The Sicilian Channel between Sicily and North Africa receives global attention as a major migratory route for undocumented people entering Europe clandestinely, a tragic nexus of transnational displacement and desperation. While the plight of massively overloaded and unseaworthy boats of people justifiably receives the bulk of media attention, there is a less-observed movement that occurs and has occurred for thousands of years: small boats expertly transporting handfuls of people back and forth across the Channel between Tunisia and western Sicily. This study explores the material vestiges of cross-channel migrations through assemblages identified during fieldwork by the Arizona Sicily Project along the southwest coast of Sicily in the summers of 2018 and 2019. While the exigencies of maritime crossing require distinct technologies of mobility, certain elements of migrant material culture are analogous to that found elsewhere, e.g. along the US–Mexico border zone of Arizona’s Sonoran Desert. Such elements include migrants’ strategic triangulation of speed, invisibility and survival in deciding what to bring and the tactical triage of gear en route. Moreover, the political and economic injustices that are catalysts for the movements are comparable, as is the criminalization of the migrants, which has done more to endanger than dissuade them. This article sheds new light on migrant choices and challenges and contributes to the archaeology of contemporary migration.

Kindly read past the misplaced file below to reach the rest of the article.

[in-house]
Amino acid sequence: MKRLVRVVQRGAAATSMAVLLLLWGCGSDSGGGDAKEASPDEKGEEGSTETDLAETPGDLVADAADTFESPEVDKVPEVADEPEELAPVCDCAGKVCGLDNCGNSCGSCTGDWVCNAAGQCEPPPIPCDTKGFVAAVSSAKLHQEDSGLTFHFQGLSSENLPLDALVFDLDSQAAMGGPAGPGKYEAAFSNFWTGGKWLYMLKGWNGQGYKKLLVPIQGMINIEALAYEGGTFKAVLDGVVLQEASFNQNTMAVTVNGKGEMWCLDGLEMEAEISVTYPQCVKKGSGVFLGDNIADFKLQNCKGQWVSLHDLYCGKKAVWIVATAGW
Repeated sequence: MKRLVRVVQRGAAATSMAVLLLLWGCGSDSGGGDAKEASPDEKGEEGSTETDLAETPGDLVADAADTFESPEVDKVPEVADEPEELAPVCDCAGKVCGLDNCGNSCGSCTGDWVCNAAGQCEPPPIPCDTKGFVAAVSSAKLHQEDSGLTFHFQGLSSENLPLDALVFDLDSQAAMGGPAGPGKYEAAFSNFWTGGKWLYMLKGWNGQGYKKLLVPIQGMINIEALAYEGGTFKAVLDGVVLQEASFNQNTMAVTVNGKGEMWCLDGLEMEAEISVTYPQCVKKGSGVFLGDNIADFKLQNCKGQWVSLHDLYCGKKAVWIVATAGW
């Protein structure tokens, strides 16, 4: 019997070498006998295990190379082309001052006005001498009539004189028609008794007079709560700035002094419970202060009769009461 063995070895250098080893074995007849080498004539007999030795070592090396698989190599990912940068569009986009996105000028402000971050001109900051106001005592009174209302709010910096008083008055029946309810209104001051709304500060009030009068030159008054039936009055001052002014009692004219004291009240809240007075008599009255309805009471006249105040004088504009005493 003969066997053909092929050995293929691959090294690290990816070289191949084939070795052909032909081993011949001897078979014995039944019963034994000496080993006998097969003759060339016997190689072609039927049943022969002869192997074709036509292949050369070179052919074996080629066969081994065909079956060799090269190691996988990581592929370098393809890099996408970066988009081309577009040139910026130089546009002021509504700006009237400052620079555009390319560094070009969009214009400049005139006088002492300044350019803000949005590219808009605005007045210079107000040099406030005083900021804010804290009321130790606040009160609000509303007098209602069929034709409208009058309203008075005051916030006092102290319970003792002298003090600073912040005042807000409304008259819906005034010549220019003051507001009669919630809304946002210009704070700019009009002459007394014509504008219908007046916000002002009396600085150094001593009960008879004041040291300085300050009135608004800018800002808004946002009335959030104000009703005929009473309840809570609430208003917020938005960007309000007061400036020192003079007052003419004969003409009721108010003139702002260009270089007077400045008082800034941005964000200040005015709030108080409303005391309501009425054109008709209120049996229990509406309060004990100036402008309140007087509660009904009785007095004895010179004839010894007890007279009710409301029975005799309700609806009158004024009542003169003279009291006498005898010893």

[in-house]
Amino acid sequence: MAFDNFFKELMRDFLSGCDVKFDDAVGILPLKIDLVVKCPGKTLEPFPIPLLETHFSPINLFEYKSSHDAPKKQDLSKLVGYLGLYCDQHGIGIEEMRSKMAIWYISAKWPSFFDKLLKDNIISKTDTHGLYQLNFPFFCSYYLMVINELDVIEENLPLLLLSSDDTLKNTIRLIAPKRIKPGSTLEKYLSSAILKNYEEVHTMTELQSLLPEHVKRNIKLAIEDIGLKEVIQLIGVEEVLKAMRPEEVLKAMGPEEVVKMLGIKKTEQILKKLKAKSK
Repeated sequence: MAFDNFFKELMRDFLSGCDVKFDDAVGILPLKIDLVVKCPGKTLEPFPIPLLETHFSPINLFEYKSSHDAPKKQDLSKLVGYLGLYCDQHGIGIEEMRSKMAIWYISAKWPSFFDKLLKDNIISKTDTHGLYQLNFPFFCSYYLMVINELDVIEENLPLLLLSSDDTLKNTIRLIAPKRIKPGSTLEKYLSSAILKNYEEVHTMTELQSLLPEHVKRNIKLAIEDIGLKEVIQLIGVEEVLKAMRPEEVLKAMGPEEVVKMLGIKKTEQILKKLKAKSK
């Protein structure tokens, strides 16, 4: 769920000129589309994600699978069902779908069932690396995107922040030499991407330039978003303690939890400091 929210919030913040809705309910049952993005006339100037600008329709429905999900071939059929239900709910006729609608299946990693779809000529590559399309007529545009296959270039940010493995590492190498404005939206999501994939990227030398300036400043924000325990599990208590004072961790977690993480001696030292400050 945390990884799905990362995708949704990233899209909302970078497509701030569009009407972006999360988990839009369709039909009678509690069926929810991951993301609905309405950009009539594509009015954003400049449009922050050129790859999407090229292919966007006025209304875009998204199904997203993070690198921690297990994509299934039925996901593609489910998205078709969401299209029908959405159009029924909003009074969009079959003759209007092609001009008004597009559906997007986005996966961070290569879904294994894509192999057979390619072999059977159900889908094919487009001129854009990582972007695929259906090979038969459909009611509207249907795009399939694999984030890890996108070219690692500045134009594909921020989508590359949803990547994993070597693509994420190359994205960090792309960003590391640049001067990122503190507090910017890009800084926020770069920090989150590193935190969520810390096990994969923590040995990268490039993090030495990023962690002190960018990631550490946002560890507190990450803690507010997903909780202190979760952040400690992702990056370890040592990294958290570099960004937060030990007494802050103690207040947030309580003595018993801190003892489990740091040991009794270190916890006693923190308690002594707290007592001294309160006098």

- Contemporary migration
- Migrant material culture
- Sicilian Channel
ASJC Scopus subject areas
- Geography, Planning and Development
- Arts and Humanities (miscellaneous)